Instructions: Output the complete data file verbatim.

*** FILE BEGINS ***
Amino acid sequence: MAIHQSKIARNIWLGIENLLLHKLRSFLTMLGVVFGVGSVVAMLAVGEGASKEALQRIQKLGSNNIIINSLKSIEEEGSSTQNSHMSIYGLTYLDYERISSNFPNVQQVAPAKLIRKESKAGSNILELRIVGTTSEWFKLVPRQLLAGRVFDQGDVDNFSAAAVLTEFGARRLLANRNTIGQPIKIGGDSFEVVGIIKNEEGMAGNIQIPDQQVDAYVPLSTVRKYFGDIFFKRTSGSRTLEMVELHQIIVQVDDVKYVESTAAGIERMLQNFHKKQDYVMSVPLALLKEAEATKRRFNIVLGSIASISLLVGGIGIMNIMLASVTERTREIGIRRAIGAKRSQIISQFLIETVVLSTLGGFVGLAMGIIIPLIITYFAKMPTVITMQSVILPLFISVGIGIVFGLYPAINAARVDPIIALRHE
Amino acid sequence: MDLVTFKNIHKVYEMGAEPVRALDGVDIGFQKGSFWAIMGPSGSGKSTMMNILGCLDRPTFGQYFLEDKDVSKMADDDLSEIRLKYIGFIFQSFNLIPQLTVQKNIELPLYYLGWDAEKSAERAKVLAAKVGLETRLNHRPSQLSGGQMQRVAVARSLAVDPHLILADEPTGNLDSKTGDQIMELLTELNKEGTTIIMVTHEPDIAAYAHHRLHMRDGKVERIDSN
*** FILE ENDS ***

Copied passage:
Amino acid sequence: MAIHQSKIARNIWLGIENLLLHKLRSFLTMLGVVFGVGSVVAMLAVGEGASKEALQRIQKLGSNNIIINSLKSIEEEGSSTQNSHMSIYGLTYLDYERISSNFPNVQQVAPAKLIRKESKAGSNILELRIVGTTSEWFKLVPRQLLAGRVFDQGDVDNFSAAAVLTEFGARRLLANRNTIGQPIKIGGDSFEVVGIIKNEEGMAGNIQIPDQQVDAYVPLSTVRKYFGDIFFKRTSGSRTLEMVELHQIIVQVDDVKYVESTAAGIERMLQNFHKKQDYVMSVPLALLKEAEATKRRFNIVLGSIASISLLVGGIGIMNIMLASVTERTREIGIRRAIGAKRSQIISQFLIETVVLSTLGGFVGLAMGIIIPLIITYFAKMPTVITMQSVILPLFISVGIGIVFGLYPAINAARVDPIIALRHE
Amino acid sequence: MDLVTFKNIHKVYEMGAEPVRALDGVDIGFQKGSFWAIMGPSGSGKSTMMNILGCLDRPTFGQYFLEDKDVSKMADDDLSEIRLKYIGFIFQSFNLIPQLTVQKNIELPLYYLGWDAEKSAERAKVLAAKVGLETRLNHRPSQLSGGQMQRVAVARSLAVDPHLILADEPTGNLDSKTGDQIMELLTELNKEGTTIIMVTHEPDIAAYAHHRLHMRDGKVERIDSN